Since then, the company has hired plus-size and transgender models, including Emira D’Spain, the first Black transgender woman to rep Victoria’s Secret Lingerie, Sofía Jirau, the lingerie brand’s first model with Down Syndrome, and plus-size TikTok star Remi Bader at Pink; updated its C-suite and board (which now contains six women out of seven members); optimized its retail fleet by closing unprofitable locations for more lucrative markets, such as India and Israel, and unveiling new store formats; and updated the assortment with the addition of things like mastectomy and maternity bras.
Victoria’s Secret also launched the VS Collective in summer 2021.
The initiative includes a group of women from diverse backgrounds — such as Eileen Gu, Megan Rapinoe, Priyanka Chopra Jonas, Bella Hadid, Paloma Elsesser, Valentina Sampaio, Hailey Bieber and tennis champion Naomi Osaka, among others — who will share their stories by way of collaborations, partnerships and social media.
“We’re moving from sexy for a few to sexy for all,” Waters has said. “We’re moving from a look to a feeling. It’s about including most women rather than excluding most women and being grounded in real life rather than mostly unattainable. And it does reflect a very significant turnaround from where we’ve been, where we’re moving from what men want to what women want.”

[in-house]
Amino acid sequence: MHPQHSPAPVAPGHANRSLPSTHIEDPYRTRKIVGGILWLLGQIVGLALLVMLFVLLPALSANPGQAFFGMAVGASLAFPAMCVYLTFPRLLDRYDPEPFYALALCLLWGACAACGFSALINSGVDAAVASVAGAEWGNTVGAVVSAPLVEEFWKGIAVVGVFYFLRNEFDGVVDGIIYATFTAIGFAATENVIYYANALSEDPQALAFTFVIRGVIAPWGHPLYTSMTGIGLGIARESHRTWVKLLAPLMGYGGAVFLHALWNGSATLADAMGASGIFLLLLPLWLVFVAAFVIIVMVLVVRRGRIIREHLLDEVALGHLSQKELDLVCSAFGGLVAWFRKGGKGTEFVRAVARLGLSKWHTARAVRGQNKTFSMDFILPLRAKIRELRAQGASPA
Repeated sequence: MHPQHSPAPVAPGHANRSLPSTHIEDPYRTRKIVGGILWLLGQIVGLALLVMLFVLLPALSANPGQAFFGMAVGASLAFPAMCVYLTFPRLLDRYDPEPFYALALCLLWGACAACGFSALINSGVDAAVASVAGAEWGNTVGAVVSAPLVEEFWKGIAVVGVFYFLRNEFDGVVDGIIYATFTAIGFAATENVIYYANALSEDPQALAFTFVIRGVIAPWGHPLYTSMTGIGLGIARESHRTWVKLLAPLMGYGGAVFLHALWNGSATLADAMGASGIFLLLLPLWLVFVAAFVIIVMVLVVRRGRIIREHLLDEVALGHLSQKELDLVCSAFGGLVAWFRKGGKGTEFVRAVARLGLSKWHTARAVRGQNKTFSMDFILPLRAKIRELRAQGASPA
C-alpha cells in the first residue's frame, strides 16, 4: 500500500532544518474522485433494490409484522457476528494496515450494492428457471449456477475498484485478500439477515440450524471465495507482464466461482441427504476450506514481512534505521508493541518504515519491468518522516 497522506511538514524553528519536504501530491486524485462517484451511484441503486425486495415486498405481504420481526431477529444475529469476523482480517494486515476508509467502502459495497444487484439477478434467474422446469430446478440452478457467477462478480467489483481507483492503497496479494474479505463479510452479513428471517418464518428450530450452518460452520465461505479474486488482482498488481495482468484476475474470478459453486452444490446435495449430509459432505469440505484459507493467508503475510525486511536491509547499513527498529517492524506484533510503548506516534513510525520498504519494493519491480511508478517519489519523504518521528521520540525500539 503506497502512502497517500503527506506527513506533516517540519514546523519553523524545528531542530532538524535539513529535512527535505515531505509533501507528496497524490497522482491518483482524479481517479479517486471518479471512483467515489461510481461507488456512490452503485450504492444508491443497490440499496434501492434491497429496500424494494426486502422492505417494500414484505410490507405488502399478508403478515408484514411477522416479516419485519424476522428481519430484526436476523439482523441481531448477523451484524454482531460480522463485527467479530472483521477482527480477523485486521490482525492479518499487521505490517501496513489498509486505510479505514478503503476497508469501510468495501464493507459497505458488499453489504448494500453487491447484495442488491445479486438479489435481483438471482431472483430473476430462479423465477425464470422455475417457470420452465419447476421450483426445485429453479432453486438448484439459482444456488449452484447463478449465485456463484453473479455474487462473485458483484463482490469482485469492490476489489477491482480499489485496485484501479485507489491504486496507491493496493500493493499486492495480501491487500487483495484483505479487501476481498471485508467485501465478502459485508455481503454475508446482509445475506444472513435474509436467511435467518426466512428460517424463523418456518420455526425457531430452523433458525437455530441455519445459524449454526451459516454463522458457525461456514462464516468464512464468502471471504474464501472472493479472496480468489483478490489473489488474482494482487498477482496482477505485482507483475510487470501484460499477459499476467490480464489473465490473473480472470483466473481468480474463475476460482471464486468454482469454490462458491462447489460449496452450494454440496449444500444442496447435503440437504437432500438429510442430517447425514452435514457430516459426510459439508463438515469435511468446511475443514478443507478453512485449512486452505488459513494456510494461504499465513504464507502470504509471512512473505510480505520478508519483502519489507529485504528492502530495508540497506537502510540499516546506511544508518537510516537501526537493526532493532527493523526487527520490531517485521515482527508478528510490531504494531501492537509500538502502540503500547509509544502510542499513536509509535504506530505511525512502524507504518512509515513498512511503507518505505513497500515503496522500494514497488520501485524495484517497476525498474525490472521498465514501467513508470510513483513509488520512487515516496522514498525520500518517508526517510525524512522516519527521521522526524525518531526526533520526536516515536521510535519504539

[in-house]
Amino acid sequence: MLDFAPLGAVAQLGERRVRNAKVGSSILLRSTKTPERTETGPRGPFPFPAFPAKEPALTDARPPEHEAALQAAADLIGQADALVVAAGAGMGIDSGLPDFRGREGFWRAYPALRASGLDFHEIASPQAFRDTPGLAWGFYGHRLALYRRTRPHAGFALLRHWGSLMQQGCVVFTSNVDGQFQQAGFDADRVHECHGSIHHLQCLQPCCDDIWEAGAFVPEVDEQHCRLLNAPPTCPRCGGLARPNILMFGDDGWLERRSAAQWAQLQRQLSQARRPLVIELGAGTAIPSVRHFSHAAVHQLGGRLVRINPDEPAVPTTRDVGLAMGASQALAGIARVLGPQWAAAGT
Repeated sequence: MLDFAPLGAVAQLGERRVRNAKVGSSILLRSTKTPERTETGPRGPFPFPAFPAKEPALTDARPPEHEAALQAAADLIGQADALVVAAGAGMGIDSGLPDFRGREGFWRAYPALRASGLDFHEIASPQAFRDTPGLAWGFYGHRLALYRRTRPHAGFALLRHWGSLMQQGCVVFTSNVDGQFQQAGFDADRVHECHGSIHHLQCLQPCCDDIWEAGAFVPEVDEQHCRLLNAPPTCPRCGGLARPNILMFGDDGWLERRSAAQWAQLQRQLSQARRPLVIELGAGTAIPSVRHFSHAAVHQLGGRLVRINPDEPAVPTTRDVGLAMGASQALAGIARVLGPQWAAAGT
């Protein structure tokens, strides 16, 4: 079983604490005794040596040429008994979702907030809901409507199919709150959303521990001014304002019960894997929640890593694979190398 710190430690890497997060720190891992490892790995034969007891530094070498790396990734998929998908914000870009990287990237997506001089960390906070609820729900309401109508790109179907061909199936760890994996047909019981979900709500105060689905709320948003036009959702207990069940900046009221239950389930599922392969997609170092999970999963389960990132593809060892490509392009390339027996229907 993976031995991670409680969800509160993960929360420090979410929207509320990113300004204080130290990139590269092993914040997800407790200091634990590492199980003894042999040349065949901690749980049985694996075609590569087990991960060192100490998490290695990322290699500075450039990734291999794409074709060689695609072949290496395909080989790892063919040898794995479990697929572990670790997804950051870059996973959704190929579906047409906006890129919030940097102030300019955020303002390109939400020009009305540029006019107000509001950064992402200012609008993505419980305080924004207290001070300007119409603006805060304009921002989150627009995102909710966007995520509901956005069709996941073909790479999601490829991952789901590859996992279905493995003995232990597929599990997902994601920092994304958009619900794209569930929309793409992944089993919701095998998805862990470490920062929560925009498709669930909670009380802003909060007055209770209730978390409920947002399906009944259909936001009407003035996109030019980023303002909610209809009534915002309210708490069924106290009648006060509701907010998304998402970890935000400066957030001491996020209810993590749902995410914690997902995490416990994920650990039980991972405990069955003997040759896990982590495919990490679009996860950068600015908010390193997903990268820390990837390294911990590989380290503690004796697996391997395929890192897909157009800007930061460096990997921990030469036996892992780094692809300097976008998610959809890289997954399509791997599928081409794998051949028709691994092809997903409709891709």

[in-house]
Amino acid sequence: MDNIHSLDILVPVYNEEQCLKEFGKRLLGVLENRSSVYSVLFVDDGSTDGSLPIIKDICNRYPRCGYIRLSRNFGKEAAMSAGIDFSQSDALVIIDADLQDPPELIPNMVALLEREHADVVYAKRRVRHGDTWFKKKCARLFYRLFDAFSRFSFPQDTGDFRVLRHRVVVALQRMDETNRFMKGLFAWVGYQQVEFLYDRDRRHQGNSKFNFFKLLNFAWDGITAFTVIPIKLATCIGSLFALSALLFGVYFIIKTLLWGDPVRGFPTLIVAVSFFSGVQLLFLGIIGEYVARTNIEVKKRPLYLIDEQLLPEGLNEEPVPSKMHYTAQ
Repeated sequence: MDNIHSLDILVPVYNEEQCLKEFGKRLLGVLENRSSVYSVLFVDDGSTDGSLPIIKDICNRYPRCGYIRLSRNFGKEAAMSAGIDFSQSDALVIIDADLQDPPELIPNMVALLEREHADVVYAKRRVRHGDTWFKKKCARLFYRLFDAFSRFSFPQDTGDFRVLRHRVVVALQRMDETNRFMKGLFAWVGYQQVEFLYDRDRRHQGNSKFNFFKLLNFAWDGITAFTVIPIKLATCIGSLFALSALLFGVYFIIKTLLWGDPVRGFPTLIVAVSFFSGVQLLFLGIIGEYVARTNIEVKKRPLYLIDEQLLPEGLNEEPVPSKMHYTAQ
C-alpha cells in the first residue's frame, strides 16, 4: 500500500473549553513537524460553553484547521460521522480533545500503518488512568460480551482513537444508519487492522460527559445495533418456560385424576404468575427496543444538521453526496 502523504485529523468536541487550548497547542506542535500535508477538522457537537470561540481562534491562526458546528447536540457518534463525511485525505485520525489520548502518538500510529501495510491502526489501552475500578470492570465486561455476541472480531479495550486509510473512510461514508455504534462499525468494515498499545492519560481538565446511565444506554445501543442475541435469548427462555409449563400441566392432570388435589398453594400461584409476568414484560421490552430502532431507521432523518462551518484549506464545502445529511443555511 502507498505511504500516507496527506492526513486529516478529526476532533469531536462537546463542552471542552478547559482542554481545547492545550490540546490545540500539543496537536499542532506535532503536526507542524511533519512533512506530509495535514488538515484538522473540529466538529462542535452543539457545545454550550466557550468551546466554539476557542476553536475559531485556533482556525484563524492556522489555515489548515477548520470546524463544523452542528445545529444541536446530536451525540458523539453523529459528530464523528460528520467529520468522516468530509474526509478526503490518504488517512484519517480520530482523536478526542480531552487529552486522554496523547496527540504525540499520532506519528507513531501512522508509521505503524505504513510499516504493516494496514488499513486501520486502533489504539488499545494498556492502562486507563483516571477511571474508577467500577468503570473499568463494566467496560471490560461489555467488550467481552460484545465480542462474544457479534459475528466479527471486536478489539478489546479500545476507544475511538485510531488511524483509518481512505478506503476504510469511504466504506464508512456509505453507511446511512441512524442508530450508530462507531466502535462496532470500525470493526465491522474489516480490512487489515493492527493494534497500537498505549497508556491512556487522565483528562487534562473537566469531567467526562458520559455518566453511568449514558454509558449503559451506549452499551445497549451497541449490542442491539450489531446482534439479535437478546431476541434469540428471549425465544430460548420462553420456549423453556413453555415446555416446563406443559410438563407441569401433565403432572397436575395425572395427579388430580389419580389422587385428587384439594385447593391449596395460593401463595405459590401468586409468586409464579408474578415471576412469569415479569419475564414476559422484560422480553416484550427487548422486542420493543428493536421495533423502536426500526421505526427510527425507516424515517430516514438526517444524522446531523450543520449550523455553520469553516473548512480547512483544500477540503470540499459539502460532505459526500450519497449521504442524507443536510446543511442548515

On Monday, Victoria’s Secret added that it is also addressing the gap on its own platform by making a commitment to partner with more women-founded and women-led intimates and swimwear brands. Currently, brands such as For Love and Lemons, BlueBella, Frankies Bikinis, Mindd and Black female-founded swimwear brand Bfyne, among others, are available at Victoria’s Secret’s e-commerce and in select stores.
“[Victoria’s Secret] is opening to partnering with new brands that may fill a void in their assortment,” Todd Mick, executive director of fashion apparel at market research firm NPD Group, said during a presentation the Curvo trade show in New York City, also on Monday. “And their numbers are improving. And part of that turnaround story is their change in visual communication.”
Last quarter, Victoria’s Secret logged $75 million in profits, thanks to $1.4 billion in total company revenues.
Meanwhile, Amplifyher Ventures has invested in a variety of home, beverage, beauty, lifestyle, apparel and swimwear brands.
“We look forward to partnering with Victoria’s Secret in supporting women innovators,” said Tricia Black, partner and founder at Amplifyher Ventures. “Amplifyher arms outstanding women with the resources and capital needed to build their own C-suites, and Victoria’s Secret is authentically aligned with this vision.”
Meghan Cross, Partner, a partner at Amplifyher Ventures, added: “We admire how Victoria’s Secret is fostering community to become a leading advocate for women. At Amplifyher, we work closely with our portfolio of under-represented founders who have a unique ability to deliver outsized returns through network-driven flywheel effects of growth. We sincerely look forward to Victoria’s Secret playing a role in our community.”
Victoria’s Secret will report quarterly earnings on Wednesday, after the market closes.